Why Is Justice Regarded As Important? Theoretical Considerations and an Empirical Test

Wednesday, 18 July 2018: 08:30
Oral Presentation
Stefan LIEBIG, German Institute for Economic Research, Germany
Carsten SAUER, Department of Sociology, Bielefeld University, Germany
Sebastian HÜLLE, Department of Sociology, Bielefeld University, Germany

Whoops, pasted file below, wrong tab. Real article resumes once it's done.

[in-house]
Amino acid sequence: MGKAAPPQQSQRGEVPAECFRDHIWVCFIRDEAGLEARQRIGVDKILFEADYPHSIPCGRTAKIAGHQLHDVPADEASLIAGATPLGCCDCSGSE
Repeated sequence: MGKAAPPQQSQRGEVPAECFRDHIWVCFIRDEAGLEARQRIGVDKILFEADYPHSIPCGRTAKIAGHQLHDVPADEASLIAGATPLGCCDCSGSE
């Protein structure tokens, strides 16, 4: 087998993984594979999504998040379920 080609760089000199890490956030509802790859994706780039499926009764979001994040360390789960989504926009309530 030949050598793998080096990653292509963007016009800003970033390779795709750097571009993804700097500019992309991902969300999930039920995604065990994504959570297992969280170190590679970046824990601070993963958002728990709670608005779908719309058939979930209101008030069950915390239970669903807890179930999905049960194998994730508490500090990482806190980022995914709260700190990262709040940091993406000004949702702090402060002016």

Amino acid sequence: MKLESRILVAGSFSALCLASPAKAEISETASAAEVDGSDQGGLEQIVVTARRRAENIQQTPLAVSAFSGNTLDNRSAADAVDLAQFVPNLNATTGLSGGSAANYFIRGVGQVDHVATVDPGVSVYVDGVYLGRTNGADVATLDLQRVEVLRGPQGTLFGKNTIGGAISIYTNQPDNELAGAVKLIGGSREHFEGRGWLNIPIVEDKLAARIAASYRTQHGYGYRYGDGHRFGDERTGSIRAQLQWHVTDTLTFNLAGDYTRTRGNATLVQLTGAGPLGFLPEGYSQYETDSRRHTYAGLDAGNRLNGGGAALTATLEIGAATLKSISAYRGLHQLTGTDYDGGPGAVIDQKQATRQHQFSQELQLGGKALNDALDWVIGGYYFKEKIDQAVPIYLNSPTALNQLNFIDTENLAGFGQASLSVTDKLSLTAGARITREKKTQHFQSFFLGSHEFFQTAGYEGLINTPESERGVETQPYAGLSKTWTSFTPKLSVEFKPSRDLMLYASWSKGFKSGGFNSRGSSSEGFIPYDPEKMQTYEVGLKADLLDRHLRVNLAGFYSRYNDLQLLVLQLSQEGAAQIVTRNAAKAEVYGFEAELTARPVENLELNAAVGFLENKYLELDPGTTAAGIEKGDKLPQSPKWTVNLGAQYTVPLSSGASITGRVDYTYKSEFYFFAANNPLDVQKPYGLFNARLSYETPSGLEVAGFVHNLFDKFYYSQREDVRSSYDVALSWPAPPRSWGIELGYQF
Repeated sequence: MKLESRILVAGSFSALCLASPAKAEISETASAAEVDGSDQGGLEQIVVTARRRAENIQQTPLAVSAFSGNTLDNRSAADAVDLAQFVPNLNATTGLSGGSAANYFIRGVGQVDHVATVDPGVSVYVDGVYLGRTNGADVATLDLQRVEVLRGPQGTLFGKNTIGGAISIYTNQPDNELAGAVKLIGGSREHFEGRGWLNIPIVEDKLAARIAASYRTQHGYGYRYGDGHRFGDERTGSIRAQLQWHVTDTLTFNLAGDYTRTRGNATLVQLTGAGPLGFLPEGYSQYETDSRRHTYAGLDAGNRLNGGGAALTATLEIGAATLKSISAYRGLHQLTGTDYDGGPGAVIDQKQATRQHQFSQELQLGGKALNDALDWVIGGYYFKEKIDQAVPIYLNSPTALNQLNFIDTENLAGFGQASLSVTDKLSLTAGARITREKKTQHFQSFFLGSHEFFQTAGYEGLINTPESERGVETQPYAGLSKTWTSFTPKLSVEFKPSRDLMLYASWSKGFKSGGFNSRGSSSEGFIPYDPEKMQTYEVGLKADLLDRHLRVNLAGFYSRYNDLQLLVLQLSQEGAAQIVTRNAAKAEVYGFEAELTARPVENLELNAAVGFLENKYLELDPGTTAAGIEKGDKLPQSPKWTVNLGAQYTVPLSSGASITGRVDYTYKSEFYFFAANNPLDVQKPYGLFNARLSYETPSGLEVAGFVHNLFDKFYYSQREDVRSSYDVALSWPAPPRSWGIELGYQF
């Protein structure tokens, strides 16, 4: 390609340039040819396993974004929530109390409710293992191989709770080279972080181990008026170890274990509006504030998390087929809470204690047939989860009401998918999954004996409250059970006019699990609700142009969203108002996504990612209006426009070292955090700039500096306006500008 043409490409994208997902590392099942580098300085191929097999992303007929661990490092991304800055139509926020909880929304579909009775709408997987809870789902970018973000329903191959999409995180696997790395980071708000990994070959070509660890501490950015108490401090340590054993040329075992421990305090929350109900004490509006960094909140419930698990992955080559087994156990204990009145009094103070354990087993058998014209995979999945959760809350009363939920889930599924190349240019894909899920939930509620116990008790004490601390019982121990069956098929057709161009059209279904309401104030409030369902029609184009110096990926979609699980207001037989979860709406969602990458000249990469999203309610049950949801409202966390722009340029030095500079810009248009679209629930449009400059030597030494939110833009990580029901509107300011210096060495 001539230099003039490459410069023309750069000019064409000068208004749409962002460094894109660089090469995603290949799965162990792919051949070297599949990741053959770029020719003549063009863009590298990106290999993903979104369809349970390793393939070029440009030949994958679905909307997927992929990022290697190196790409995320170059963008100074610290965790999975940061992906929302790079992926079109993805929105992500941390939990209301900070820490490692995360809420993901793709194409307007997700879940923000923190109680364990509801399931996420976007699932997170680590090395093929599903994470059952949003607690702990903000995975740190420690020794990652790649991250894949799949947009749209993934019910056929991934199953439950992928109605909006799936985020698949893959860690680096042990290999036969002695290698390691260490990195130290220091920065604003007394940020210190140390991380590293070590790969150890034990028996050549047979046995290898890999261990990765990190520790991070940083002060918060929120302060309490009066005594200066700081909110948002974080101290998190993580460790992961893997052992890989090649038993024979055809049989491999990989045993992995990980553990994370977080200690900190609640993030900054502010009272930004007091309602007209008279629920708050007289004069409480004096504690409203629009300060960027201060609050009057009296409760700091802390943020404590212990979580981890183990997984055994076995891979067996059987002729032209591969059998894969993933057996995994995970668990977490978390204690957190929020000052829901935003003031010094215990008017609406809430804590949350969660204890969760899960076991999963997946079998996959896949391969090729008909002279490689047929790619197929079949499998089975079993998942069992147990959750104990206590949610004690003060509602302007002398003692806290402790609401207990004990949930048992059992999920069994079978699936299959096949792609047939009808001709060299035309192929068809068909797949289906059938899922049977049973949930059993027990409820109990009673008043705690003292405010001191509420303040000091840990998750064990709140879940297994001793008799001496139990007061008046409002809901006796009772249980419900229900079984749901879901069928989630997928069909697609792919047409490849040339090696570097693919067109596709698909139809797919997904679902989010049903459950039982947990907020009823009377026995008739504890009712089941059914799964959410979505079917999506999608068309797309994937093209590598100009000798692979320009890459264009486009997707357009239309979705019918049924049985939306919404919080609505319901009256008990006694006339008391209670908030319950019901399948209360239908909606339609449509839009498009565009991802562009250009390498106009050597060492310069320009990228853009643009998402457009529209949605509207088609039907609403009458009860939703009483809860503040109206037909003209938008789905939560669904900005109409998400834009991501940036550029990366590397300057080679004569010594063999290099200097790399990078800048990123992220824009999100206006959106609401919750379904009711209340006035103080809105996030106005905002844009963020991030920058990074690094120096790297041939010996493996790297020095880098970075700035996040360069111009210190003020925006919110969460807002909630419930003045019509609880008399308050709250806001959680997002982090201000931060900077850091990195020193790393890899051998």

The paper investigates why justice is regarded as important in human groups and societies. Using the theory of social production functions (SPF) as a general model of action, the theoretical analysis focuses in a first step on the question of why individuals regard justice as valuable in social life. The theory of social production functions defines two fundamental human goals—physical and social well-being. The integration of justice concepts into a general model of human behavior demands to explain how justice enters an individual's social production functions. We predict a direct effect by just procedures that increases social well-being and an indirect effect by stability of auxiliary assumptions given by justice for the production of physical and social well-being. In a second step, the theoretical predictions are tested empirically. The analysis is based on a large dataset that contains 2,926 employees surveyed all over Germany. Using structural equation modeling, the empirical results support our hypotheses: Justice is more important for people who have deficits in physical and social well-being. Moreover, these deficits are more important for justice in the public context than in the private context. It can also be shown that people who work in cooperative situations in which they have to rely on others rate the importance of justice higher. In conclusion, the importance of justice depends on the personal situation and the fulfillment of individual goals. Justice can be seen as a means for increasing subjective utility (well-being) in cooperative interactions and is, hence, rational on the individual level.